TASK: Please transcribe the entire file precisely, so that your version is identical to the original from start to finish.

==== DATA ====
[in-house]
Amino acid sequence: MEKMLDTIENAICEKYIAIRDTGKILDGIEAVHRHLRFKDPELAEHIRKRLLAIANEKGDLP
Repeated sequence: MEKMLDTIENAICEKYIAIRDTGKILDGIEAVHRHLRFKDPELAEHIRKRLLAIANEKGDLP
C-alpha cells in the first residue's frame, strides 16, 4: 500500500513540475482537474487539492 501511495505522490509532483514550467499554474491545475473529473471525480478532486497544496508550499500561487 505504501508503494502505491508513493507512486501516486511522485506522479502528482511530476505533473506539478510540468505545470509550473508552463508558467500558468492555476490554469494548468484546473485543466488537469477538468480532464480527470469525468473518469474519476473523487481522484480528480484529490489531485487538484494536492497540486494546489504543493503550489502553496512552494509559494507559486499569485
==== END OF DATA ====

[in-house]
Amino acid sequence: MEKMLDTIENAICEKYIAIRDTGKILDGIEAVHRHLRFKDPELAEHIRKRLLAIANEKGDLP
Repeated sequence: MEKMLDTIENAICEKYIAIRDTGKILDGIEAVHRHLRFKDPELAEHIRKRLLAIANEKGDLP
C-alpha cells in the first residue's frame, strides 16, 4: 500500500513540475482537474487539492 501511495505522490509532483514550467499554474491545475473529473471525480478532486497544496508550499500561487 505504501508503494502505491508513493507512486501516486511522485506522479502528482511530476505533473506539478510540468505545470509550473508552463508558467500558468492555476490554469494548468484546473485543466488537469477538468480532464480527470469525468473518469474519476473523487481522484480528480484529490489531485487538484494536492497540486494546489504543493503550489502553496512552494509559494507559486499569485